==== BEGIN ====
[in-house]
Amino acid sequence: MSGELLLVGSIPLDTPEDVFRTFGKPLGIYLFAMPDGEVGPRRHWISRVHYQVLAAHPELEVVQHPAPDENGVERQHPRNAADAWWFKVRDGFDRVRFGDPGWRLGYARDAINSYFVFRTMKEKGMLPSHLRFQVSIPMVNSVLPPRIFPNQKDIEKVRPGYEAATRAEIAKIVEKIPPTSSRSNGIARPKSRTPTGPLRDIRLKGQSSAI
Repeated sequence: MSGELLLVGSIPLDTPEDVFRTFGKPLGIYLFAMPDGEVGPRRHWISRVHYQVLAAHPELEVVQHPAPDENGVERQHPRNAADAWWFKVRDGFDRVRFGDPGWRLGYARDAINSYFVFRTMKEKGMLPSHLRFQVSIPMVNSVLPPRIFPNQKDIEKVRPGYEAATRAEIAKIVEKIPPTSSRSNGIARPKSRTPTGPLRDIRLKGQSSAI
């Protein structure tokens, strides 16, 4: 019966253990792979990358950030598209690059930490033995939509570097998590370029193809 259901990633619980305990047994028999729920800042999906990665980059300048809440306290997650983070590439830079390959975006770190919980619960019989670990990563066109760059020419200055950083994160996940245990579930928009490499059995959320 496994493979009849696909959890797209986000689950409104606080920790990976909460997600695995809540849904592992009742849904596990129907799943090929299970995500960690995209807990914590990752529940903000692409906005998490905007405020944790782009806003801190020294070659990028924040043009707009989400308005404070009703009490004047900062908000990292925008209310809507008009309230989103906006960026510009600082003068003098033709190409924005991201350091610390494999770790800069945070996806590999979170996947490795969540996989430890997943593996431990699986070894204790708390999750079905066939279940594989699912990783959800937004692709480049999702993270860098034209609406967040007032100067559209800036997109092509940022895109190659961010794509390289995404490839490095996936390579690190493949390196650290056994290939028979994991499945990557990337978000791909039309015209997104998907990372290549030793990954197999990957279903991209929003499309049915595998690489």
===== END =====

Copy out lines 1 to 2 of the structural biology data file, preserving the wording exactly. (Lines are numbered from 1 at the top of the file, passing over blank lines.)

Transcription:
[in-house]
Amino acid sequence: MSGELLLVGSIPLDTPEDVFRTFGKPLGIYLFAMPDGEVGPRRHWISRVHYQVLAAHPELEVVQHPAPDENGVERQHPRNAADAWWFKVRDGFDRVRFGDPGWRLGYARDAINSYFVFRTMKEKGMLPSHLRFQVSIPMVNSVLPPRIFPNQKDIEKVRPGYEAATRAEIAKIVEKIPPTSSRSNGIARPKSRTPTGPLRDIRLKGQSSAI